NPR published a piece asking for suggestions for end-of-the-world songs. Mine is Knockin' on Heaven's Door by Bob Dylan, and it's included in my own personal end-of-the-world playlist. (What? You haven't yet burned the mix CD you want your kids to play at your funeral?)

How about you? What do you think would be a meaningful exit tune? And if you're not planning to be taken up tomorrow, what will you be doing? We're having company, I expect we'll be enjoying a short nature hike and some good food. Not a bad way to go out, if that's the plan. Heh.

Thursday, May 19, 2011

One more day, maybe two

and then we get to see the sun for real, for real.



I'm sorry to be such a boring drag by bitching about the weather all the time. It could be sooooo much worse. I have to keep reminding myself that we're not experiencing any of the havoc those along the Mississippi are going through. Our little river is rising, for sure, but we're not going to have a hundred-year flood. (That happened 18 years ago, only 82 to go!)

Completely off topic: Have you heard of this new storybook? I've sooooo been there, done that!

Wednesday, May 18, 2011

Patch of blue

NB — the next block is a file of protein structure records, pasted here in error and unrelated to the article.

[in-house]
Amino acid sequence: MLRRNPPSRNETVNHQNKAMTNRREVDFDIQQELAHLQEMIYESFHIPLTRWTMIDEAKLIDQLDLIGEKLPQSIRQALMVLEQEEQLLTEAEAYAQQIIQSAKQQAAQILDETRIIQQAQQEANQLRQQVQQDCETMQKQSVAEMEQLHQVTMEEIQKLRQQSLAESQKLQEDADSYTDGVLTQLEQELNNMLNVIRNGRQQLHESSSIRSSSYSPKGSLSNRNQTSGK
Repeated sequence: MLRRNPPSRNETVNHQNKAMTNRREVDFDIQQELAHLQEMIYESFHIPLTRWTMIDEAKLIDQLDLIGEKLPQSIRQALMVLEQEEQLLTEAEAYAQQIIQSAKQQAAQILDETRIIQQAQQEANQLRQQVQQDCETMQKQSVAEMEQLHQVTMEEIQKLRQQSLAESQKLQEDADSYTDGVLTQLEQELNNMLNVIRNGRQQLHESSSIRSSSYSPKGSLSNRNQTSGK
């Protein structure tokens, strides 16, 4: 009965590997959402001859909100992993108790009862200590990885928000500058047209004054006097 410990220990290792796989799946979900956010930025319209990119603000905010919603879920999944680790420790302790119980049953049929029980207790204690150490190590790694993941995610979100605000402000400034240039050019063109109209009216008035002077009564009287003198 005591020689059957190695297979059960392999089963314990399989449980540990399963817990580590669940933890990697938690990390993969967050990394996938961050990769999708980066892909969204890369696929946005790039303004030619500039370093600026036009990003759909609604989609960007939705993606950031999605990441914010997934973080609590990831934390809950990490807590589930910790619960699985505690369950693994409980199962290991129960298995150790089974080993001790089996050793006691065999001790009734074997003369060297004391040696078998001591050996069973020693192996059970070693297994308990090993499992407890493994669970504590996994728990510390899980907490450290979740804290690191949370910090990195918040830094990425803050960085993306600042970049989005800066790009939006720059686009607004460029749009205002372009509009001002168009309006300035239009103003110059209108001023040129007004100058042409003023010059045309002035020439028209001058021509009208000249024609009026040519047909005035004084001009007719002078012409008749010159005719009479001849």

Did you know there was a Facebook page called Rain Rain GO AWAY? I didn't "like" it, because I can guarantee that by August everyone who grows food is going to be doing the rain dance.

I took this shot of the sky yesterday simply because the clouds parted for a second, showing us that the sky really is still up there. (I have long thought that airline pilots must be less depressed than land-dwellers simply because they see the sun more frequently than we do!)


Those teasing clouds closed up again, and this morning there was another .3 of an inch in the rain gauge, for a total of 2.5 inches this week. Gardens do well with an inch a week. Weeds do great with 2.5 inches.

The good thing is I've only planted half the 80-by-35-foot garden space, so I only have half a garden's worth of weeding to do, once it dries up. If it dries up. The remainder of the space has been plowed but not tilled, so the weeds can be tilled under instead of pulled by hand.

The weather doesn't generally affect my mood. I can almost always find things for which to be grateful (My husband doesn't have cancer! We don't live in a flood plain!) that trump the vagaries of Mother Nature. And I'm not growing all the food we're going to eat for a year, so we're not going to starve if the garden gets a late start. (We finished up last year's home-canned tomatoes yesterday. Sob.)